Asean to rethink peace plan if Myanmar executes more prisoners—chair
PHNOM PENH — The Association of Southeast Asian Nations (Asean) will be forced to reconsider a peace plan agreed with Myanmar if the country’s military rulers conduct more executions of prisoners, Cambodian Prime Minister Hun Sen said on Wednesday.
The 10-nation bloc had been pushing for Myanmar to adhere to a five-point peace “consensus” it agreed to last year and has condemned the recent execution of four democracy activists by the junta.
“If more prisoners are executed, we will be forced to rethink…our role vis a vis Asean’s five-point consensus,” said Hun Sen, who is the current chair of Asean and was speaking at the start of a meeting of the group’s foreign ministers.
Hun Sen said that Asean’s unity had been challenged by the political and security implications of the crisis in Myanmar, which has spiraled into an economic and humanitarian crisis.
The prime minister said that while the five-point consensus had “not advanced to everyone’s wishes” there had been some progress including in providing humanitarian aid.
But he went on to say the current situation had “changed dramatically” and could be seen as even worse than before the peace agreement because of the junta’s execution of the activists.
Cambodia along with other Asean member states “are deeply disappointed and disturbed by the execution of those opposition activists, despite the appeals from me and others for the death sentences to be reconsidered,” said Hun Sen.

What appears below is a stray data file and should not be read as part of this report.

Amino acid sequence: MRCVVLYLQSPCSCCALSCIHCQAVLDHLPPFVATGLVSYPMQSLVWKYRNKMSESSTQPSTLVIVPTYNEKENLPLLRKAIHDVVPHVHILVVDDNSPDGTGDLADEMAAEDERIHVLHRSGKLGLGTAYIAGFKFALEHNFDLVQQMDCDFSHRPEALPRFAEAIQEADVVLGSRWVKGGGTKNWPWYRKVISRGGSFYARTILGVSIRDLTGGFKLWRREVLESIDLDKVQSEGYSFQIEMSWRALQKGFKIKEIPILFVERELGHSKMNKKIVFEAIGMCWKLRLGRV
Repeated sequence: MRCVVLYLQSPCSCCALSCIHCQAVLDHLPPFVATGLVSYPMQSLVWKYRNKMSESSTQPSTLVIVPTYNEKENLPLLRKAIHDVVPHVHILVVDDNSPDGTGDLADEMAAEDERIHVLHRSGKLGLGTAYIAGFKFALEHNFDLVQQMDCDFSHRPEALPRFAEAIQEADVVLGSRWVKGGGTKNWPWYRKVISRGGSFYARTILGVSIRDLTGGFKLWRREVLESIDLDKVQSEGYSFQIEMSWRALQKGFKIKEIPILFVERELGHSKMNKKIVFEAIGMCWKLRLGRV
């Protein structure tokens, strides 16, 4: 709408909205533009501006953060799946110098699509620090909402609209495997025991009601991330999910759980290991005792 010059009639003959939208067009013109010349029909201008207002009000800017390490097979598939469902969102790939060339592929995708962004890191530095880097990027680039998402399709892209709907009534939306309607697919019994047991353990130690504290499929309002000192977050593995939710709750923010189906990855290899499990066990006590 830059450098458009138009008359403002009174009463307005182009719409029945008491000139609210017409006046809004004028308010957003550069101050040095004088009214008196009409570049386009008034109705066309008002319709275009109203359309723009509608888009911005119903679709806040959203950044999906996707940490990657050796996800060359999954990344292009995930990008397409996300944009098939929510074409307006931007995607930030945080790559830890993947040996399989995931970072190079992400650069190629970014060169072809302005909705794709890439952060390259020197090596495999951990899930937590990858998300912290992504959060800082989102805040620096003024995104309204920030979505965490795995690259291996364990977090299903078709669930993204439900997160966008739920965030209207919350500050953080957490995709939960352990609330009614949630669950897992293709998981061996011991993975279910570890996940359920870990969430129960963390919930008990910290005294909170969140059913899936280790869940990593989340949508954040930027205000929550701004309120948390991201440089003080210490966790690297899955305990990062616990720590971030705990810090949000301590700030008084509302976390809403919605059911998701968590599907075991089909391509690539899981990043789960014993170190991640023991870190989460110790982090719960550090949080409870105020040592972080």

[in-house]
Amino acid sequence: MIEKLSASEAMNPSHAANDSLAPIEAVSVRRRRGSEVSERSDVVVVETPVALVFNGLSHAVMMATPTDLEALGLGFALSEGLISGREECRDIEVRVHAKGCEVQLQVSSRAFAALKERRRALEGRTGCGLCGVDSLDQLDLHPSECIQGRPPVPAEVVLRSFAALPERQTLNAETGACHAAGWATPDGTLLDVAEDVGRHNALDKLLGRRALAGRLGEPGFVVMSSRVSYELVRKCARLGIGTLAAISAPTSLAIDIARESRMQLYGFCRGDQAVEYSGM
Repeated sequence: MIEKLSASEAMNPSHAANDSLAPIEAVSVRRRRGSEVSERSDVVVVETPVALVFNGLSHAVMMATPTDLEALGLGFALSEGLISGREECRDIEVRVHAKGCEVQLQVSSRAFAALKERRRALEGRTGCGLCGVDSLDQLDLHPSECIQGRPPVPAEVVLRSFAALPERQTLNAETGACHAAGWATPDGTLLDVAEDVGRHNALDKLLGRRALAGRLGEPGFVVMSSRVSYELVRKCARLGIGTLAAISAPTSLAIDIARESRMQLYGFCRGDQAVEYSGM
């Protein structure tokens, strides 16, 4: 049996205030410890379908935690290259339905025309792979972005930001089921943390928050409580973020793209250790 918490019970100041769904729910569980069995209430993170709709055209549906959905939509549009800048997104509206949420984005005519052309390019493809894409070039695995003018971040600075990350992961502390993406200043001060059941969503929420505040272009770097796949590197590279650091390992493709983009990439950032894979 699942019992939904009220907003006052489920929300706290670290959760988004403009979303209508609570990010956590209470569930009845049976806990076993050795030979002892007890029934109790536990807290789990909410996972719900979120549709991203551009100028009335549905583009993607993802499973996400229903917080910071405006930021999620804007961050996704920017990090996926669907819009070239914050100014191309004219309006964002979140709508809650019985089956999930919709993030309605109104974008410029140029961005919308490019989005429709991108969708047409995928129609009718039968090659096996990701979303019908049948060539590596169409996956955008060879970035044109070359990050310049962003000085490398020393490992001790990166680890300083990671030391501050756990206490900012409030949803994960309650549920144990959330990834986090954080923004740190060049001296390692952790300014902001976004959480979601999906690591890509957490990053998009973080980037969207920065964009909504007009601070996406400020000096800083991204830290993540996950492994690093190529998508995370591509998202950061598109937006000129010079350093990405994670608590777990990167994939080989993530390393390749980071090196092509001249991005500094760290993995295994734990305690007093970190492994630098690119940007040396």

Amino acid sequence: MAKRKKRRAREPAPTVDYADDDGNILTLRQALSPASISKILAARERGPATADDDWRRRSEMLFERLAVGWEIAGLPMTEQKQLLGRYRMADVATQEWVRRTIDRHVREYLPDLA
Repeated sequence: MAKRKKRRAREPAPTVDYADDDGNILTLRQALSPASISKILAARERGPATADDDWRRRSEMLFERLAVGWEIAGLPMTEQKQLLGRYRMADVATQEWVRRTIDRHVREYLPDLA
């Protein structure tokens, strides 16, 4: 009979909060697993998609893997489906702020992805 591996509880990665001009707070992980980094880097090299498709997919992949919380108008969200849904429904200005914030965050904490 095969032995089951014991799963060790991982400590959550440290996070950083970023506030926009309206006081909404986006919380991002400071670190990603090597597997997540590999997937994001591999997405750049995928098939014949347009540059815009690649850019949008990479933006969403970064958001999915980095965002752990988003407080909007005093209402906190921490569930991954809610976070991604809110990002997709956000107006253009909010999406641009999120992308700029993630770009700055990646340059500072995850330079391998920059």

Myanmar’s military last week defended the execution of the activists as “justice for the people”, brushing off a deluge of international condemnation including by its closest neighbors.
The military said it had executed the activists for aiding “terror acts” by a civilian resistance movement, Myanmar’s first executions in decades.
Myanmar will not be represented at this week’s meeting, a spokesperson for the Asean chair said on Monday, after its military rulers declined a proposal to send a non-junta representative instead.
Asean has since late last year barred the Myanmar junta from joining its meetings due to its lack of progress in implementing the peace plan.
Some other members of Asean, which has a tradition of non-interference in each other’s internal affairs, have been increasingly strident in their criticism of the generals.
Malaysian Foreign Minister Saifuddin Abdullah has described the executions as a crime against humanity and appearing to make “a mockery” of the Asean peace plan.
The head of Myanmar’s junta Min Aung Hlaing on Monday blamed instability related to the pandemic and internal violence for stalling efforts to implement the peace plan.
The junta also extended a state of emergency put in place after seizing power from the elected government of Aung San Suu Kyi in February last year.
Myanmar has been in chaos since then, with conflict spreading after the army crushed mostly peaceful protests in towns and cities.